Safety Status – Fall Risk, Elopement Risk, Skin Integrity Risk, Infections

Fall Risk

Risk Management Strategies

  • Fall Reduction Interventions – Each resident has intrinsic (e.g., medications, health conditions, cognition) and extrinsic risk factors (e.g., mobility devices, condition of glasses) that potentially increase their risk for a fall injury.

  • Complete a fall risk assessment on admission, change in condition, change in medications, readmission, and after a return from an emergency room visit. Recognizing changes in mobility is an essential observation for minimizing the risk of falling for residents.

  • Implement appropriate safety interventions, including resident and family preference (as appropriate), and monitor the effectiveness of these interventions.

  • Consider a “5 Why” approach when investigating/analyzing the contributing factors of resident falls (note more than 5 why’s may be necessary depending on the situation). Example:

    • Why did the resident fall out of the chair? – (S)he was reaching for something

    • Why was (S)he reaching for something? – (S)he was reaching to pick up a bug

    • Why was (s)he reaching to pick up a bug? – We believe (s)he was hallucinating.

    • Why was (s)he hallucinating? – We think it is related to a new medication (s)he was started on.

    • Why was (s)he started on a new medication? – For a urinary tract infection.

    • Why does (s)he have a urinary tract infection – One potential cause is that (s)has been drinking less fluids.

    • Why having (s)he been drinking less fluid? etc.

    • Please note there may be a number of contributing factors for one resident fall including change in resident condition.

Skin Integrity Risk

Risk Management Strategies

  • Skin Injury/Integrity – During the aging process physical changes occur, such as loss of skin elasticity, thinning of the skin, and loss of normal sensation. All of these changes may contribute to skin concerns, including bruising, skin tears, or other more serious wounds like pressure ulcers.

  • Complete a formal skin assessment on admission, readmission, change in condition, significant change in medications, and at least quarterly.

  • Implement appropriate interventions to minimize skin injury risk. Ask the resident and family what has worked in the past to maintain healthy skin (e.g., lotions, hydration, wearing long sleeves, lighting at night to avoid bumping into furniture).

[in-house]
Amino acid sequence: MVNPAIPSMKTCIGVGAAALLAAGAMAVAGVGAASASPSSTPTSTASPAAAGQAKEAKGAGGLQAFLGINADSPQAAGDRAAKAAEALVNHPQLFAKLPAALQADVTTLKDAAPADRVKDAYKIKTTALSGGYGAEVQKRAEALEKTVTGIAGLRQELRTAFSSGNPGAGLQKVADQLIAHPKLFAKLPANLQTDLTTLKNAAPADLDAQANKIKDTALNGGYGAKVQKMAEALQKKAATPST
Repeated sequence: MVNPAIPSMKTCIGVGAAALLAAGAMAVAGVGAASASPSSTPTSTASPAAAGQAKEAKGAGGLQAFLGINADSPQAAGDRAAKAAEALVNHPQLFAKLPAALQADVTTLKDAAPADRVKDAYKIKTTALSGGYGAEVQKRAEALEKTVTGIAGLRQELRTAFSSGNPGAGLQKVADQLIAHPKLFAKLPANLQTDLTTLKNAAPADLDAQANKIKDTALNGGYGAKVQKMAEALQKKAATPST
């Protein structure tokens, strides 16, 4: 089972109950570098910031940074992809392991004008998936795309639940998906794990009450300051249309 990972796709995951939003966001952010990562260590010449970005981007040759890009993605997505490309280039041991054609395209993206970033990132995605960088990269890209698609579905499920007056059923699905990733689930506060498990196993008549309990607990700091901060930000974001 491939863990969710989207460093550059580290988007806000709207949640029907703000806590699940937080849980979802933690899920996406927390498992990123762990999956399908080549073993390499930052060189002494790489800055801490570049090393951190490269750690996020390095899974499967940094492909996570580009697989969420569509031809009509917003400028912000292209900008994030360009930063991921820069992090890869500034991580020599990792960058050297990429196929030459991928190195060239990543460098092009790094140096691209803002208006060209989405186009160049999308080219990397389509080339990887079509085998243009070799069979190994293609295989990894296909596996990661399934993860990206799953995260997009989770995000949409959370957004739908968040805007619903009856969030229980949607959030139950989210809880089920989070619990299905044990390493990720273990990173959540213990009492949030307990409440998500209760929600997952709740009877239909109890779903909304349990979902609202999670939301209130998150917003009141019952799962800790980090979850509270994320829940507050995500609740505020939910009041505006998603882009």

• Observe skin condition with daily cares and bathing. Require – Early Recognition, Reporting and Response

  • Evaluate physician orders for healing effectiveness. Involve outside agencies as appropriate for care and treatment of skin injuries and pressure ulcers.

Elopement Risk

Risk Management Strategies

  • Elopement Prevention – Resident safety is a fundamental right and expectation of every resident and family member. We have all read the stories of the senior that walked away from their senior living community and was found frozen in the snow or the senior that drowned in a pond.

    • Complete wandering and elopement assessments on admission, readmission, and change in condition.

    • Implement appropriate interventions to minimize wandering and elopement risks. Be vigilant in monitoring effectiveness.

    • If resident safety can not be managed at the facility, be proactive in working with the family for placement at another facility.

Daily Safety Status

Risk Management Strategies

  • Monitor Daily Safety Needs/Status – Require a safety update at each shift report (e.g., wandering, restless, not using their safety equipment, confusion, aggression, talking about going somewhere – home, to work, etc.)

Infection Prevention

Risk Management Strategies

  • Infection Prevention – In the elderly, infections may present with symptoms that include loss of appetite, dehydration, weakness, and confusion. Common infections in the elderly include but are not limited to: urinary tract infections; skin infections (e.g., herpes zoster – shingles, bacterial or fungal foot infections, cellulitis, and drug-resistant infections like MRSA); bacterial pneumonia; influenza; and gastrointestinal infections.

    • Implement proactive measures to minimize infection risk: including handwashing, personal protective equipment, appropriate cleaning protocols, visitor restrictions during periods of infection risk, and resident and family education.

(Source A Place for Mom.  Senior Living Blog. The 5 Most Common Infections in the Elderly.

  • Purposeful Rounding – Consider a formal process for “Purposeful Rounding” including ongoing care team safety awareness and communication

    • Pain: Assess the resident’s pain level. Provide pain medicine if needed

    • Personal Needs: Offer help using the toilet; offer hydration, offer nutrition, empty commodes/urinals

    • Position: Help the resident get into a comfortable position

    • Placement: Make sure resident’s essential needs (call light, phone, reading material, toileting equipment, etc.) are within easy reach

    • Prevent Injuries: Actively involve the resident/family (as appropriate) in safety awareness and communication about concerns. Frequently remind residents about safety interventions.

Source – Agency for HealthCare Research and Quality.  Fall Prevention Tool Kit.